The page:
COMMON HOUSEHOLD TOXICITIES

Common Household Toxicities

Rat Poison

Source:

    • 95% of all rodenticides

Action

    • Impedes the ability of the animal to clot blood by depleting the body of Vitamin K. Vitamin K is needed to activate certain clotting factors. Therefore, without vitamin K the body is unable to clot blood.

Clinical signs:

    • Blood loss resulting in anemia and other clinical signs:
    • Bleeding into chest cavity, lungs, brain, abdomen, intestines, etc.
    • Bleeding results in shortness of breath, weakness, neurologic abnormalities, bruising on skin, and dark tarry stool among others.

Treatment:

    • If known ingestion within 4 hours then induce vomiting using syrup of ipecac or bring to veterinarian.
    • After induction of vomiting bring pet to veterinarian as soon as possible for further treatment.
    • Mainstay of treatment is Vitamin K injections at veterinarian and tablets at home.

This is a serious toxicity as clinical signs may not become apparent until too much blood has been lost and pet may die due to toxicity. Therefore if you notice your pet having any of these signs and there is chance of exposure they should be brought to the veterinarian immediately.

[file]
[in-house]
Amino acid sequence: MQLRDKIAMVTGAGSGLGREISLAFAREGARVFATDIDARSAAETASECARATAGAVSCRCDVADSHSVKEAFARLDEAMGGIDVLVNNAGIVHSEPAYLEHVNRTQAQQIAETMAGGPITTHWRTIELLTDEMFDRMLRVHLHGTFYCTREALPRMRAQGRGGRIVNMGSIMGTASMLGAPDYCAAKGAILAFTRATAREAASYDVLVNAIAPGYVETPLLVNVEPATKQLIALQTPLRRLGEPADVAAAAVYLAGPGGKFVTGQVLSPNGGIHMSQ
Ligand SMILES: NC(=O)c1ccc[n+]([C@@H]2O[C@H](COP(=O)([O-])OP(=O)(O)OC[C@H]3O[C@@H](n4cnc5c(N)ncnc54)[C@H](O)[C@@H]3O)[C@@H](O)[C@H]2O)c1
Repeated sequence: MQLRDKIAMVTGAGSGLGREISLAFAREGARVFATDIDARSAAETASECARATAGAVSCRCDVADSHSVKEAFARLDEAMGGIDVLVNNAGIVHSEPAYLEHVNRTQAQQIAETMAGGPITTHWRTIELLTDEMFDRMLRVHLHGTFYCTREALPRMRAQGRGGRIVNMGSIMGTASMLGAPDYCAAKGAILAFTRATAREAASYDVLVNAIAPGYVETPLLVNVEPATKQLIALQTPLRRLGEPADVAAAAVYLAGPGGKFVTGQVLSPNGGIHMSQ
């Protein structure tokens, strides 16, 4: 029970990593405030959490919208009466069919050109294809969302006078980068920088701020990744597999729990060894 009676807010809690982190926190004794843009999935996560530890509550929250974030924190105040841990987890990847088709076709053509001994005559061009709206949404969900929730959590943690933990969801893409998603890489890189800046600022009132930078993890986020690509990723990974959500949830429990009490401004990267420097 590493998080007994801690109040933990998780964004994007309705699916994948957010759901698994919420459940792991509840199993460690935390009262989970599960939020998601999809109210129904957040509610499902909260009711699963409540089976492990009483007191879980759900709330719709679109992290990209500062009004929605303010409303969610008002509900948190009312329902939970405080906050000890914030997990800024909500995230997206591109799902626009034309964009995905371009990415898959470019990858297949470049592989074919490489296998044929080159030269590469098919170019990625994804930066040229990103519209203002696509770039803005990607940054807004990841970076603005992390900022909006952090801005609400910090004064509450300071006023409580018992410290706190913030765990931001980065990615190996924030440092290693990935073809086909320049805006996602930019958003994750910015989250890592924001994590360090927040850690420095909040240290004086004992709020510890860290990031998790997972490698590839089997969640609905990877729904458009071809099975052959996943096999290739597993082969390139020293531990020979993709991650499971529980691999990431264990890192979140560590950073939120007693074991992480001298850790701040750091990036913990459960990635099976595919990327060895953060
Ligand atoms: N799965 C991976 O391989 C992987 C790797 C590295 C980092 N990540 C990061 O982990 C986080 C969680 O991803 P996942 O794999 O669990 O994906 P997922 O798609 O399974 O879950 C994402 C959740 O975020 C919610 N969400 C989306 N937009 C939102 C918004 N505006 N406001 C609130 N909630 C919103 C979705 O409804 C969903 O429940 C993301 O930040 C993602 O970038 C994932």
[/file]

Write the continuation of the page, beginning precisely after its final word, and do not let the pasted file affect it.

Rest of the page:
Sago Palm

Source:

    • Any part of plant, but seeds most toxic.

Action:

    • Irritation to GI tract followed neurologic abnormalities and more profoundly liver damage.

Clinical signs:

    • GI irritation: vomiting, diarrhea, anorexia (typically first signs noticed)
    • Neurologic: difficulty walking/standing, weakness, seizures
    • Liver damage (typically occurs a few days after ingestion): lethargy, anorexia, vomiting, prolonged clotting time, jaundice.

Treatment:

    • Induction of vomiting followed by supportive and symptomatic care
    • Liver protectant medication

Sago palms are a common plant at many households. Most cases of toxicity occur when owner either trims or removes plant. At times the clinical signs can resolve and then later return due to liver damage.

Tylenol (Acetaminophen)

Action: